In a world where DTC brands are becoming ubiquitous in the market, with customers demanding more accountability and transparency from companies, there is certainly an extra bit of pressure on the shoulders.
Fortunately for those of us that have taken the plunge already, it’s possible to thrive as a direct-to-consumer business in this new era.
We’ve compiled strategies that will help you survive and thrive.
1. Align content production with your customer base
Content is king when it comes to DTC businesses, but which type should you be focusing on?
Screen capture videos may be good enough for some demographics while educational blogs might work better for others.
The brand’s target demographic will help guide which content is best for producing.
2. Think open and transparent
As a direct-to-consumer business, the brand may not have to worry about maintaining stock levels of a certain product as there are plenty of customers ordering in bulk.
This means that keeping your customers updated on your progress can be challenging when you’re unable to do so on a regular basis.
For example, if the brand produces a limited edition product and labels it as something else along the way, people may be confused by the lack of updates about its release date or production status.
3. Design for your customers and not for yourself
There’s no better way to get onboard with this new marketing method than by answering the question, “What do my customers want?”
The brand’s target demographic will help identify what products are needed, which again, can then be used to direct content production efforts.
However, one subtle but effective way to create relationships with your customers is by making their problems your problems.
The brand should be able to replicate the pain points of its customers and work toward fixing them when redesigning or creating new products.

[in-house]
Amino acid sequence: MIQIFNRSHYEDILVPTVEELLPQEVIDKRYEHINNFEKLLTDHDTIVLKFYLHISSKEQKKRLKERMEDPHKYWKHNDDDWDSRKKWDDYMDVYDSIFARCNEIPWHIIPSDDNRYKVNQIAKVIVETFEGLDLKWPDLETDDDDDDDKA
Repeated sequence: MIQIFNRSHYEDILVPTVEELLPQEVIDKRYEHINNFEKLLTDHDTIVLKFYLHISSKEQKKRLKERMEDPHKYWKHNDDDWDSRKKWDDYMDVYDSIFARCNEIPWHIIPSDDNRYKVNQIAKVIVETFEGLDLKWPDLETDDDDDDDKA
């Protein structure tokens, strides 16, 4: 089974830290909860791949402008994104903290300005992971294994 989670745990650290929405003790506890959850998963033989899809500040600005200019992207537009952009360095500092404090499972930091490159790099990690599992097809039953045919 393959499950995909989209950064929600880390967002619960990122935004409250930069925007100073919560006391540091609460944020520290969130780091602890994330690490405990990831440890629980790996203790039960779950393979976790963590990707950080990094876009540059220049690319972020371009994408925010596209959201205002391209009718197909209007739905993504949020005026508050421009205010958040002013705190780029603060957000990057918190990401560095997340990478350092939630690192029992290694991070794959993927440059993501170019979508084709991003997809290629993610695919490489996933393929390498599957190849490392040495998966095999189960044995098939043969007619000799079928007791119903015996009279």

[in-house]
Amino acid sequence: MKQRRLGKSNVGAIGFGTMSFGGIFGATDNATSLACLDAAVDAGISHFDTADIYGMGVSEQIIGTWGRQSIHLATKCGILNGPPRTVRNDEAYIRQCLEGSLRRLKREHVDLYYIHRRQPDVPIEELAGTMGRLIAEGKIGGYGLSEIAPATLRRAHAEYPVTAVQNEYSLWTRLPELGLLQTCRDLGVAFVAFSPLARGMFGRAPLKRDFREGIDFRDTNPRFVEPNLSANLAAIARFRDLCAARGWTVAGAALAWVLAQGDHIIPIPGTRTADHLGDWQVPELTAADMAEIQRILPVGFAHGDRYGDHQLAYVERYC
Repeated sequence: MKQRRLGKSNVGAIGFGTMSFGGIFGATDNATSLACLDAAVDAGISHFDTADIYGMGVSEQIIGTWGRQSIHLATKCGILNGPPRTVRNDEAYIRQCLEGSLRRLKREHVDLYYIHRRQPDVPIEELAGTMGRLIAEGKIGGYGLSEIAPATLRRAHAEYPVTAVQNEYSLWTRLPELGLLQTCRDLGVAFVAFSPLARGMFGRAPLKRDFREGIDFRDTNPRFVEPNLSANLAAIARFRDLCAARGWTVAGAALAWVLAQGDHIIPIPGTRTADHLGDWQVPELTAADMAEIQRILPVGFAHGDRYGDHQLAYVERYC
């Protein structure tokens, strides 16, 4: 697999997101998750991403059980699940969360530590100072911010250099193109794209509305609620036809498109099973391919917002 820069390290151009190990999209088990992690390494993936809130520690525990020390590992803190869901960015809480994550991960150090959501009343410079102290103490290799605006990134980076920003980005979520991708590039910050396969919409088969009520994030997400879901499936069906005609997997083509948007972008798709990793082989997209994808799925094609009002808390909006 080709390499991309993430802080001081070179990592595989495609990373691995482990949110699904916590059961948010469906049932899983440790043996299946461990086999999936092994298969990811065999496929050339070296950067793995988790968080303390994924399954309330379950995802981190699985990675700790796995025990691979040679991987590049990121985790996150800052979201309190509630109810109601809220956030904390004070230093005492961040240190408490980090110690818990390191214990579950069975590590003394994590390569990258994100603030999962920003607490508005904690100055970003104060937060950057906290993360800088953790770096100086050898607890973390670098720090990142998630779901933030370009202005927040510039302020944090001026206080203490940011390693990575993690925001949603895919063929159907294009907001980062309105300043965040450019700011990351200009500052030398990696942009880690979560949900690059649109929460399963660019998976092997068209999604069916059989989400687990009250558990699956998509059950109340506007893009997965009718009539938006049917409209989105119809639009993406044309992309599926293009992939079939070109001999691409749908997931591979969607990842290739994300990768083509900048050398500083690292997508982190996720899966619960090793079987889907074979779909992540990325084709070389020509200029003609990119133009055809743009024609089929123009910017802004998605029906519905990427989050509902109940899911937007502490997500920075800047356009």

4. Give your consumers a voice in the product creation process
The DTC business model was built on innovation.
The brand should always be implementing new solutions into its products that will benefit customers.
Giving consumers the opportunity to voice which problems they’ve been experiencing with your products makes the brand an active participant in their lives, as well as providing them with a sense of accountability for these issues.
5. Consider consumer feedback when redesigning
DTC brands have a unique opportunity to test and implement new ideas across a large customer base.
However, it is vital to do so responsibly as it’s easy for customers to feel lost if there’s too much product redesign or iteration occurring at one time.
By creating new products to help solve specific problems, the customer will know that they’re receiving a product that actually solves their issue and not just a reformulation of the same product.
6. Validate your business model
DTC businesses are often focused on providing customer service in addition to content.
This marks a drastic shift from the traditional brick-and-mortar premise where the business is only concerned with providing products.